Peter Kemp

Peter Kemp, The Sunday Times, January 24, 2010

Fizzing with the fictional panache that has twice won him the Booker prize, Peter Carey’s new novel is wide-roving
even by his standards. As his previous books have shown, misfits on the move enthral him: a con man careering around Australia’s vast landmass, convicts and Victorian eccentrics shipbound for New South Wales, expatriates roaming the Far East, fugitives from New York to Queensland’s rainforest.

Parrot and Olivier in America opens up his most expansive fictional journeying yet. Alternating between two narrative voices – the dandified tones of Olivier de Garmont, a French aristocrat, and the plebeian commentary of his servant (nicknamed Parrot because of his gifts as a mimic) – the book begins in post-revolutionary France, embarks on a twomonth voyage from Le Havre to New York, travels around the raw settlements and rudimentary cities of 1830s America and loops back, through Parrot’s memories, to England’s West Country in the 1790s, a convict ship to Australia and life in one of its penal colonies.

Carey’s earlier novels have featured lookalikes of historical figures ranging from Charles Dickens to Ned Kelly. Here, Olivier is modelled on Alexis de Tocqueville, the political writer of illustrious Norman descent who crossed the Atlantic in his twenties to inspect America and its pioneering society.

Vividly conjuring up the traumatised milieu of France after the revolution where surviving aristos are regrouping around the restored king at the Tuileries, Carey watches their tentative efforts to reassert ancien régime supremacy. Brocade and tapestry, SÈvres porcelain and candelabra-lit dinners in escutcheoned rooms re-emerge in a wrecked Paris not long retrieved from the shadow of the guillotine. Edgy menace still hangs in the air, though. And after the alarm of the 1830 July revolution, Olivier’s parents dispatch him to America, ostensibly to study its prison system, in reality to put him out of harm’s way should another reign of terror erupt. Like de Tocqueville, who was shipped to America in similar circumstances, Olivier, while dutifully touring penitentiaries, soon decides to broaden his survey into a panoramic look at the New World’s democratic experiment.

At the novel’s core is a smaller-scale experiment in democracy: the growth, against the odds, of esteem and affection between two men from drastically different backgrounds. Initially bristling with suspicion of each other and often comically at daggers drawn, Olivier and Parrot learn, through lively twists of plot, to recognise each other’s worth, and eventually achieve a trustful friendship.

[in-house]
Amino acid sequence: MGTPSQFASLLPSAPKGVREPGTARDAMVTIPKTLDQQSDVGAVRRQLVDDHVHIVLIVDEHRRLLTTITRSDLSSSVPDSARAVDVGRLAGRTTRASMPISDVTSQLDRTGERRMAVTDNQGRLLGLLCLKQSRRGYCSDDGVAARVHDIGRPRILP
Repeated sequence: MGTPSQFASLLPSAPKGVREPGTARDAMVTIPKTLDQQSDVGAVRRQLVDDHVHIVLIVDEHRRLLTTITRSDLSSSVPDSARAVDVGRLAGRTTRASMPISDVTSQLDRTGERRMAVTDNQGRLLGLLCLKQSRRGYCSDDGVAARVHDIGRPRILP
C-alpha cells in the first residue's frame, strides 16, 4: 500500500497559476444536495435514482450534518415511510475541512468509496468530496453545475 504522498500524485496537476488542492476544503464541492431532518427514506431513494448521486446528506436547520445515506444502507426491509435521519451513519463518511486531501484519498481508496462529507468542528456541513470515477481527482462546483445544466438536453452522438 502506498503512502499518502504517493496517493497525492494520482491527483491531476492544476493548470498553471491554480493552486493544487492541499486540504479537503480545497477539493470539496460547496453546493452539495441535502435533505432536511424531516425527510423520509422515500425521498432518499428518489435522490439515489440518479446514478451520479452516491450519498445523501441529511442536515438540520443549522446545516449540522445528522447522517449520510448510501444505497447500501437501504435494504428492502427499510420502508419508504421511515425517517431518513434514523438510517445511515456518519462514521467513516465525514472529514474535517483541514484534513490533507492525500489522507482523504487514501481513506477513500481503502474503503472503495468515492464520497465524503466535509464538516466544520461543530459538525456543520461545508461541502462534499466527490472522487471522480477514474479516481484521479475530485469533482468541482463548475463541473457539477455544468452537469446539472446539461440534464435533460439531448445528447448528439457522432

Olivier’s family have borne the brunt of mob ferocity (his grandfather died amid the “filthy squirt and gush” of blood from the guillotine; his parents just escaped it). Parrot’s father, a printer executed after being haplessly implicated in banknote forgery, fell victim to autocratic savagery (whose repercussions sent his son out to the prison continent in the antipodes where he “saw human meat whipped off a living back” and from which he has returned scarred in more ways than one).

The lively to and fro between this master and servant who mature into equals, provides a running commentary on the pros and cons of democracy. Parrot, as you’d expect, relishes America’s egalitarianism. Less predictably, Olivier becomes an enthusiast, too, then develops doubts, predicting cultural debasement and the rise of ignoramuses to political prominence. Attitudes to democracy shift around as restlessly as Carey’s characters. But, as usual, it isn’t ideas that animate his imagination. What most stirs his creativity is the look of people, places and periods. Brilliantly pictorial, his prose catches bodily movement with sketch-like deftness: offered hush money, a man “swiftly folded himself around the bribe”. Appropriately in a novel whose characters include three accomplished artists, scenes are painted with bravura – from the flaming foliage of the New England autumn to New York’s chilly waterfront with its lumbering carts, hats blown off in the wind, sailors drunk before lunch and “poor Irish girls, clad only in silk and gooseflesh…their complexions turned the colour of a plover’s egg”.

Some of Carey’s vignettes (black-clad Quaker worthies “furled like umbrellas in the low, sad mist”) have a marvellously quirky inventiveness reminiscent of Dickens. The similarity extends into a zest for extravagantly wayward story lines, physical and psychological freakishness, ebullient comedy and (underscored by Carey’s awareness of his native Australia’s past) sharp consciousness of cruelty towards the underprivileged and cast out. All are generously on display in this exhilarating tour de force.

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